Neil Clark writes:
So, Tony Blair has been awarded a $1 million prize for "his exceptional leadership and steadfast determination in helping to engineer agreements and forge lasting solutions to areas in conflict".
Some will argue that Blair should be on trial for war crimes, not receiving prizes. Others will say that the award, made by the Dan David Foundation of Tel Aviv, is a huge own goal for Israel because it sinks the country's international standing even lower after its actions in Gaza.
But they are missing the point.
The award - along with many of the other riches which have come Blair's way since he left Downing Street - is the payback for doing 'the right thing' by way of the US and Israel while he was in office.
The £2m-plus annual fee from JP Morgan Chase... the $250,000 for a 45-minute speech on the US lecture circuit... the all-expenses paid jaunts to Jerusalem as the Quartet's (ineffectual) Middle East envoy... it all serves as a reminder to members of the western political elite of the enormous financial rewards that will come their way if they toe the line.
It makes no difference that the $1m from Dan David will go to the former Prime Minister's 'Faith Foundation'; it is still heading for the overall Blair kitty.
Over the past six years, there has been much debate as to why Blair led Britain into a disastrous and illegal war with Iraq. Some say it was due to a passionate belief in spreading democracy. Others maintain that he genuinely believed that Iraq possessed WMD. But the simple, unavoidable truth is that Anthony Charles Linton Blair is now a far richer man than he would have been had he followed the example of French President Jacques Chirac and opposed the war.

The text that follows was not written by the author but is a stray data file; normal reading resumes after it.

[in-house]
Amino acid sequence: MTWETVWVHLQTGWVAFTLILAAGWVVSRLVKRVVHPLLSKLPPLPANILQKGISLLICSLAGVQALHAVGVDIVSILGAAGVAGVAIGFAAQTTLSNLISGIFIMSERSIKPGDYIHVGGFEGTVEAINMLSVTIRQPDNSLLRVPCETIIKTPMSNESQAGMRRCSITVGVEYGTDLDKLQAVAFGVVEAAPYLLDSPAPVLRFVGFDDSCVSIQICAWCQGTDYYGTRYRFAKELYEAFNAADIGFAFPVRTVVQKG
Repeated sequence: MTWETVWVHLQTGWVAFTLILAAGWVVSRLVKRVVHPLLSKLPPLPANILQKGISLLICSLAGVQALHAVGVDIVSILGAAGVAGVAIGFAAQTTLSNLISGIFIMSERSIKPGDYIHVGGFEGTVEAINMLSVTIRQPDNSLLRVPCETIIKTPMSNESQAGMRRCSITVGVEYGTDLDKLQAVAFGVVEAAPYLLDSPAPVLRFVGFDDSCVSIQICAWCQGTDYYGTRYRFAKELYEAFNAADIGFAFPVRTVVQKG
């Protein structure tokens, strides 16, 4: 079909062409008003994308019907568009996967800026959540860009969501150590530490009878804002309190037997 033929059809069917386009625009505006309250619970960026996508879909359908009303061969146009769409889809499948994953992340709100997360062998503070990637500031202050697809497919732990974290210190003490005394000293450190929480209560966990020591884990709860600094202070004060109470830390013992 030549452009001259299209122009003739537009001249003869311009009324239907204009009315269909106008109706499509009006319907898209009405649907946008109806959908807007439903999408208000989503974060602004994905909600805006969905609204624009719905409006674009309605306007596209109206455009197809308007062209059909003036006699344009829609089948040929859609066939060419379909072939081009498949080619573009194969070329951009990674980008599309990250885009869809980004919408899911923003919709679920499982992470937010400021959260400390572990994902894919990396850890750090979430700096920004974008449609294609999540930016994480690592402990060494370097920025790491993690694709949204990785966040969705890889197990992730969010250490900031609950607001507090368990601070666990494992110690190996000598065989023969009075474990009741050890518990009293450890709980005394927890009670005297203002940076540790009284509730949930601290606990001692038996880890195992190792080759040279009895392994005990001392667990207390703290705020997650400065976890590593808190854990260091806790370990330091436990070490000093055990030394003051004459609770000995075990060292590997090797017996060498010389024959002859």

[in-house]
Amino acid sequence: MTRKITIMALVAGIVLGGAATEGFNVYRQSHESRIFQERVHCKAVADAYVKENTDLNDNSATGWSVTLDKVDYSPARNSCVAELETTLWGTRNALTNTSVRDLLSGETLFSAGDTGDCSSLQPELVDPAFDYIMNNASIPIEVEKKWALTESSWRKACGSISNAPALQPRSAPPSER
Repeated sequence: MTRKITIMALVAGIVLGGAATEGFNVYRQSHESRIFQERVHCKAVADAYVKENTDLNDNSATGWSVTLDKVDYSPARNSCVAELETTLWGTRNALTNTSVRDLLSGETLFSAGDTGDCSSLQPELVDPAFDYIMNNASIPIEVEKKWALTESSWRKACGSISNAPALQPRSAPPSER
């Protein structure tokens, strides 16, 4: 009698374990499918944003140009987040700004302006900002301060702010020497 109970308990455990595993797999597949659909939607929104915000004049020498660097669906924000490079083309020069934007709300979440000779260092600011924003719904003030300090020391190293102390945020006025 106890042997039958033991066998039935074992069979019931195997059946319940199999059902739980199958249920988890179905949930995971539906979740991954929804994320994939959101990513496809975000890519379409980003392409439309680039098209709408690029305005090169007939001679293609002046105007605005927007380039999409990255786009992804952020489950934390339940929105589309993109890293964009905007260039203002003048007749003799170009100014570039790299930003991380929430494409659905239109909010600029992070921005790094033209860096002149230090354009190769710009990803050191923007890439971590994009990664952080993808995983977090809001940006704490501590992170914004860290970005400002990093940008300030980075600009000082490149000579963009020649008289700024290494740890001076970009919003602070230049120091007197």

For Chirac there have been no offers from JP Morgan Chase, no US lecture tours and absolutely no prospect of a Dan David leadership prize. John Howard, the former Australian Prime Minister who, like Blair, supported the Iraq war, has fared rather better: he too has been booked to impart his 'wisdom' on the US lecture circuit.
We know that money has always been a major motivator for the Blairs, as it is for most politicians everywhere. The number of genuinely principled politicians - the Tony Benns and Enoch Powells of this world, who are prepared to put their beliefs before their careers and long-term financial security - is very small indeed. And Washington and Tel Aviv know this.
The message from both the US and Israel to Britain's political elite could not be clearer: if you continue to follow the 'right' foreign policy and take your country into wars which we desire - such as Iraq - you can look forward to a very comfortable retirement.
Today it's Blair who’s reaping the financial benefits for his Atlanticism and his pro-Zionism; tomorrow it will be David Cameron, who also supported the Iraq war and who stayed silent as Israel bombarded Gaza.
After the disaster in Iraq, many Britons would love to see a reorientation of our country's foreign policy. But they are likely to be disappointed until other countries can offer our opportunistic and unprincipled leaders the lucrative pension plans that the US and Israel can afford.